Raines-maker: Tim talks career, HOF journey

July 29th, 2017

COOPERSTOWN, N.Y. -- Tim Raines will be inducted into the Baseball of Fame on Sunday because of all he accomplished on the diamond, including ranking fifth all time in stolen bases (808) and recording 2,605 hits with 1,571 runs scored.

But Raines said his biggest accomplishment in baseball happened Oct. 4, 2001, when the Expos traded him to the Orioles. That same day, Raines and his oldest son, Tim Raines Jr., played alongside each other in the outfield.

The Raines family went a combined 1-for-9 in a 5-4 loss against the Red Sox. Tim Sr. and Tim Jr. became the second father-son duo in baseball history, after Ken Griffey Sr. and Ken Griffey Jr., to play on the same team in a Major League Baseball game.

"I played with my son out of nowhere," Raines said. "We never thought about playing together. We talked more about me being in the big leagues at the same time [he was in the league]. I feel fortunate, and I'm sure my son feels the same way. … We are both proud."

Raines Jr. will be in attendance as his father gets enshrined in Cooperstown. Most of Tim Raines Sr.'s accomplishments came in an Expos uniform, and there is no doubt in his mind that his Hall of Fame plaque should have the Expos' logo.

He spent 13 of his 23 MLB seasons with Montreal, which included seven All-Star appearances, an All-Star MVP Award in 1987 -- his go-ahead triple in the 13th inning helped the National League edge the American League, 2-0 -- and capturing four NL stolen-base titles from 1981-84.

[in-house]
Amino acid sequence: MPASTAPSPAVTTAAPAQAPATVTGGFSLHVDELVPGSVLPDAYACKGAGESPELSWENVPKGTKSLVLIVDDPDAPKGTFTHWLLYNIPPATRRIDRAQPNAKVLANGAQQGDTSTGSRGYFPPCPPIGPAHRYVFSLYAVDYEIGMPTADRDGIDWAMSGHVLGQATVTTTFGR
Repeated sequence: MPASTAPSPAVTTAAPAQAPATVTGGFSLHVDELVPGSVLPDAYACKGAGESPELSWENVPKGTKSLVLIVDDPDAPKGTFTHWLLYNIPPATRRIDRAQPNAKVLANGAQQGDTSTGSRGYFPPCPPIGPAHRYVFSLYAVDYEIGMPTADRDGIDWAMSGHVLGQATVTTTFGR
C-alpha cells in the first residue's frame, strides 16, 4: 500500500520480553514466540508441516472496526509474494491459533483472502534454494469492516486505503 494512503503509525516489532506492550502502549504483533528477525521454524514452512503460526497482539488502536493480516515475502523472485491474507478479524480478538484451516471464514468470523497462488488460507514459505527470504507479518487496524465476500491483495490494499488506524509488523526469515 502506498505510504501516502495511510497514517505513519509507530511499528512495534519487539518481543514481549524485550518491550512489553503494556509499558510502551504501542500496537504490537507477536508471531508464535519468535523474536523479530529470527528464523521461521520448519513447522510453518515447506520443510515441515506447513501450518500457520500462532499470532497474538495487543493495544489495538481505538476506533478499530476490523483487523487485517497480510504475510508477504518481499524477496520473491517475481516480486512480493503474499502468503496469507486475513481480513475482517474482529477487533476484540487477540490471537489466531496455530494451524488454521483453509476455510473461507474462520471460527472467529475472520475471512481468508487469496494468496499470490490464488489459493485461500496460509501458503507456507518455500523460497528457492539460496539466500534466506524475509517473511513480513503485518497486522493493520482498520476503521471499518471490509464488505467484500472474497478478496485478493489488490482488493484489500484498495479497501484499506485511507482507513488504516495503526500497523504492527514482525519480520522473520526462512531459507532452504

"First of all, I spent the majority of my career in Montreal. Not only that, my two best friends -- Gary Carter and Andre Dawson -- were teammates of mine when my career started," Raines said. "Both players went in [the Hall of Fame] as Expos. We were drafted by the Expos, we played most of our careers there. That's where it started for me. It's only fitting that I'm going into the Hall as an Expo.

Raines is pleased that Dawson will be sitting behind him when he is at the podium making his speech. Every time he wasn't voted into Cooperstown, Dawson was the one guy who would call Raines and tell him he would be enshrined one day. Raines finally was voted in during his 10th and final year of eligibility.

"[Dawson] would say, 'Don't worry about it. I think it's going to happen,'" Raines recalled. "I took his word for it. He is my best friend, one of my favorite teammates. I even loved playing against him. We go back a long way."

Raines says he will probably have a pinch-me moment when he sees Joe Morgan on the same stage. Raines wanted to be an NFL star, but it was Morgan's greatness at second base that convinced Raines to become a baseball player. The same Joe Morgan, who won two NL MVP Awards, helped the Reds capture two World Series titles and is now enshrined in Cooperstown.

"Joe Morgan is the reason I wanted to play baseball," Raines said. "We were the same height. I was a second baseman. I felt like if that guy can do it in that size, I could do it, too. That's why I attempted to play baseball."

MLB Network's exclusive live coverage of the 2017 Hall of Fame Induction Ceremony -- simulcast live on MLB.com -- begins with MLB Tonight Sunday at noon ET, followed by the ceremony at 1:30 p.m. Prior to Sunday's live coverage, you can watch a rebroadcast of the 2017 Hall of Fame Awards Presentation at 11 a.m. ET on MLB Network. It features Rachel Robinson (Buck O'Neil Lifetime Achievement Award), Claire Smith (J.G. Taylor Spink Award for writers), and the posthumous honoring of Bill King (Ford C. Frick Award for broadcasters). The presentation will also commemorate the 25th anniversary of the release of the film, "A League of Their Own."